Learning more about the Royal Bengali Tiger

Learning more about the Royal Bengali Tiger

It is hard to introduce a creature as magnificent as the Royal Bangal Tiger. It is as majestic as its name suggests and has inspired many movies, books, poems and pieces of art. It has been brought back from nearly becoming extinct thanks to conservation efforts, but it is still endangered so are they going far enough? While there is an international Tiger day and half the tiger population lives in conservations in India, there is still much debate about whether it will be enough to actually save them. More can be done so as you learn some fascinating facts about this animal also consider how you might help save it.


One of the seven big cats

Tigers are a member of the big cat family, along with Cheetahs, Jaguars, Lions, Leopards, Cougars and Snow Leopards. A fun fact is that only 4 of those cats roar, the Tiger being one of them! This breed of Tiger lives mostly in India and surrounding areas and ranges in weight between 108 and 227 kg. The male is heavier and longer than the female and it lives for 18 to 25 years. It is India’s and Bangladesh’s national animal and can live in a range of different types of habitats such as grasslands, subtropical and tropical rainforests and has even adapted to mangroves in the Sunderbans where it happily swims in salty water!


Excellent at camouflage and hunting

The stripes on a Tiger are not just to look attractive. Running from brown to black these stripes help them camouflage themselves. This is how they can hide and how they hunt. Each Royal Bengali Tiger has unique stripes which are part of how scientists and researchers track and learn about them. Being apex predators they go after mid to large animals including Gaur, wild boar and deer. If they are close to human settlements they may hunt cattle as well. They ambush their prey, stalking and remaining hidden until they are ready to launch a powerful attack. A bite to the neck damages an artery or cuts the windpipe killing the prey.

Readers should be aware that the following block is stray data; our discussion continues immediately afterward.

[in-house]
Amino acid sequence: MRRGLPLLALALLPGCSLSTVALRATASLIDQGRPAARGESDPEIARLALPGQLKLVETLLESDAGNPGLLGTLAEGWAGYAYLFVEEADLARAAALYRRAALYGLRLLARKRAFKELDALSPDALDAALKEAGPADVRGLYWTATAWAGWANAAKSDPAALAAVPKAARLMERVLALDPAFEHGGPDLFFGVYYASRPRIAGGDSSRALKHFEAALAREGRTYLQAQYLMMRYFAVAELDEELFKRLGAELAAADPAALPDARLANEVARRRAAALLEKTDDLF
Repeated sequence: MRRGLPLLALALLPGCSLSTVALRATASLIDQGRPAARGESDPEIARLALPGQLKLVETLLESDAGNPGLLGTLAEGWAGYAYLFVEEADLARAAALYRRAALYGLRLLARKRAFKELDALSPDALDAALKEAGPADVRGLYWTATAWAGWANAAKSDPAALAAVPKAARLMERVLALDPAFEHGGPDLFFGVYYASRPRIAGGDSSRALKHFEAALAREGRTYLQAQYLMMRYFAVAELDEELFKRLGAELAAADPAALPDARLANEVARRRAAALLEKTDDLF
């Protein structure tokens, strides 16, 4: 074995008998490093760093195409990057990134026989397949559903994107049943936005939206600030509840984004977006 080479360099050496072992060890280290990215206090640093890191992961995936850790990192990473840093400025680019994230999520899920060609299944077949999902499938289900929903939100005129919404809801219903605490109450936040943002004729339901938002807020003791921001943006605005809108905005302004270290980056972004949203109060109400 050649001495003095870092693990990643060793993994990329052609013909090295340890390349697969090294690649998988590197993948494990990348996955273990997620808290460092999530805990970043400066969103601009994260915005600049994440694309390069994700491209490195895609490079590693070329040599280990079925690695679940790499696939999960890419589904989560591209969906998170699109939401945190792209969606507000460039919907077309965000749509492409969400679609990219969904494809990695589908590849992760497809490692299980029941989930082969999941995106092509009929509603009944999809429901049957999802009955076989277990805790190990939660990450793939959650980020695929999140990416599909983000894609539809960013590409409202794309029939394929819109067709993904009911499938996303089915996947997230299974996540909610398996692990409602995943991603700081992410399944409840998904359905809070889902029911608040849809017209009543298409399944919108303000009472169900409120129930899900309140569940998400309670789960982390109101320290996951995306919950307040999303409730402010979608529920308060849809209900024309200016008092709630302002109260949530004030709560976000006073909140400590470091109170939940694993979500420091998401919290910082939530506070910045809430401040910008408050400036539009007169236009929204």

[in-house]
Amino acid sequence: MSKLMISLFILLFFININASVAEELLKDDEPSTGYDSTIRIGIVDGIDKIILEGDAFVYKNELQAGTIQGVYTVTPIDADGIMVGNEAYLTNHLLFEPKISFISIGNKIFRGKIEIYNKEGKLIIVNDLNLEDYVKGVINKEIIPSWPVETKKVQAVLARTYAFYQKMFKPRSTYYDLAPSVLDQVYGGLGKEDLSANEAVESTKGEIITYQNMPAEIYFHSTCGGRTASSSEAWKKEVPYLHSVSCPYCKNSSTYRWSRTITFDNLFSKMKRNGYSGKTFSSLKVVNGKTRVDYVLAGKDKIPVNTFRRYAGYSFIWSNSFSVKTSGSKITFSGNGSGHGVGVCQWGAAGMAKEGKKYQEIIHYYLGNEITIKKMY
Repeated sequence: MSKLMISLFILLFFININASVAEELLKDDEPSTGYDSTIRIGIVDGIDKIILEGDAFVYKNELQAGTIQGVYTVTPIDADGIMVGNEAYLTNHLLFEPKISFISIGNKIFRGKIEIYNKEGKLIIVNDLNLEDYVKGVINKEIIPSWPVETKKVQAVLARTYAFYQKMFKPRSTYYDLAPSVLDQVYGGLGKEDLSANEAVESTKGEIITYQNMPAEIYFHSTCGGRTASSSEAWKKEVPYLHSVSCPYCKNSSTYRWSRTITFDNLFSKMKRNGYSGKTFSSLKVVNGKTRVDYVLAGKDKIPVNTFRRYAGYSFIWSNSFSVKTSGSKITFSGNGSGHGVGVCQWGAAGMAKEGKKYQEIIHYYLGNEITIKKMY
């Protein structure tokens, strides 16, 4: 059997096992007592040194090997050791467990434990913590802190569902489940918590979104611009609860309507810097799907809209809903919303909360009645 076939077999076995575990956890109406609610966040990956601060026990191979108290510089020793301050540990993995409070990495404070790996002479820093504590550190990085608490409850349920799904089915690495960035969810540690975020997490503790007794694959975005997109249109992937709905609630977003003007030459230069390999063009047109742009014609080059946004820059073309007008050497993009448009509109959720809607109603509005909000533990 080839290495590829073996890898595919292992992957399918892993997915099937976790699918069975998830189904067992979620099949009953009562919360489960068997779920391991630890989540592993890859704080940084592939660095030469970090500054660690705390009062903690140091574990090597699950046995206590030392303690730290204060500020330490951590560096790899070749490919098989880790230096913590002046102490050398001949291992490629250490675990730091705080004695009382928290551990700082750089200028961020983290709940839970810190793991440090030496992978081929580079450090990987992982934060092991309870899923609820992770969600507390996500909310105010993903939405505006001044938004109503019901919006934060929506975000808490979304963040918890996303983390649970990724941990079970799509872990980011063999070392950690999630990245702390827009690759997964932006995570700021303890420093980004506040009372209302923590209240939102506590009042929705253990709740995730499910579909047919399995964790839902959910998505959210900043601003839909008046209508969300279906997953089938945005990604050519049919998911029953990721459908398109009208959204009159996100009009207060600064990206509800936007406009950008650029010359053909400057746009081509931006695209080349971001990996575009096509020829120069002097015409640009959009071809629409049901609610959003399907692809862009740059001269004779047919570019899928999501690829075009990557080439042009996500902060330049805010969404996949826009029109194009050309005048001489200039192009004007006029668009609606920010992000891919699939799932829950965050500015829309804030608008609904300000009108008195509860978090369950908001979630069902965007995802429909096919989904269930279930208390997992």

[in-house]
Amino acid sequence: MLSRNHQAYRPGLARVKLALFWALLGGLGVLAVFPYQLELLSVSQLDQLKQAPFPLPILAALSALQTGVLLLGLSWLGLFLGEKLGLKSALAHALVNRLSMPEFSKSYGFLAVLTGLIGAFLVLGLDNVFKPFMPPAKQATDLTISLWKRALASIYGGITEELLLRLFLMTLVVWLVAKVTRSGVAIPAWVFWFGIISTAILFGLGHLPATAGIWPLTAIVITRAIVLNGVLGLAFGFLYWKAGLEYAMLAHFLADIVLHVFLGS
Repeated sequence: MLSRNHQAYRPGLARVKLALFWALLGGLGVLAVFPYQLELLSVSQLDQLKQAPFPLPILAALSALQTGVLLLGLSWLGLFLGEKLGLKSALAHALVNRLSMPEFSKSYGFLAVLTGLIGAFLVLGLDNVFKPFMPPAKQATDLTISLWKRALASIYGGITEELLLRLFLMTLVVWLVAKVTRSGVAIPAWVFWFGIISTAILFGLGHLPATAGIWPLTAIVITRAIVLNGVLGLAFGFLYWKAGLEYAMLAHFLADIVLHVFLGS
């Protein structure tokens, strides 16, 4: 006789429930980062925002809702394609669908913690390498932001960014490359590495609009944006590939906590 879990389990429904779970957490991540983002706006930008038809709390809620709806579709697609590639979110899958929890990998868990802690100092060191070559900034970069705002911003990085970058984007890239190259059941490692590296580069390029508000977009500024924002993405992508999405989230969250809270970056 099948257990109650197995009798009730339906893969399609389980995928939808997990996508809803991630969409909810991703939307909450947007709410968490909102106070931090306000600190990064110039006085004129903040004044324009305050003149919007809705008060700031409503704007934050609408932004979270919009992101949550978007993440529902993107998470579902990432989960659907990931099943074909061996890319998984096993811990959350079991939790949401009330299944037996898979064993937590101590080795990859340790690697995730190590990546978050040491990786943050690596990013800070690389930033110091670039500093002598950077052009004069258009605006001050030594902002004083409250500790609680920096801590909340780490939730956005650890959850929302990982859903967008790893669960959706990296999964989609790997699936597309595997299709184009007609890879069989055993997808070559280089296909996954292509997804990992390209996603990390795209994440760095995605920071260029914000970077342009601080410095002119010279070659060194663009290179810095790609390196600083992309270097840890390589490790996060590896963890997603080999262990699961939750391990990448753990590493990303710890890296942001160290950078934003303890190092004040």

Mating habits and the young

Tigers do not have a mating season, they can mate at any time. Females will indicate they want to mate when they are in heat by marking their territory with urine and using vocalisations. When a male Royal Bengali Tiger is attracted to a mate they go through some rituals beforehand such as smelling, growling, licking and moving in circles. A female is pregnant for about 106 days and then has between 2 and 4 cubs. They are completely dependent on the mother for a few weeks just as with housecats. Only the mother raises them, nursing in the first month and then starting bringing back food and learning how to hunt. They spend a good 2 years with their mother before leaving.


What is threatening them? 

There are some great national parks and tiger reserves where you can see them and learn more about them. The issue they face is that humans have destroyed a great deal of their habitat and despite conservation efforts continue to do so. Tigers really do need expansive places to live and roam. Tigers that remain get too close to farms and then are hunted. Poaching remains an issue too with a lot of skins being sold and parts like their bones being used in traditional medicines. At the beginning of the 20th century, there were 40,000 Royal Bangal Tiger and in just 60 years that was decimated down to under 4000. Until more people take up their cause the future of this tiger remains unsure.

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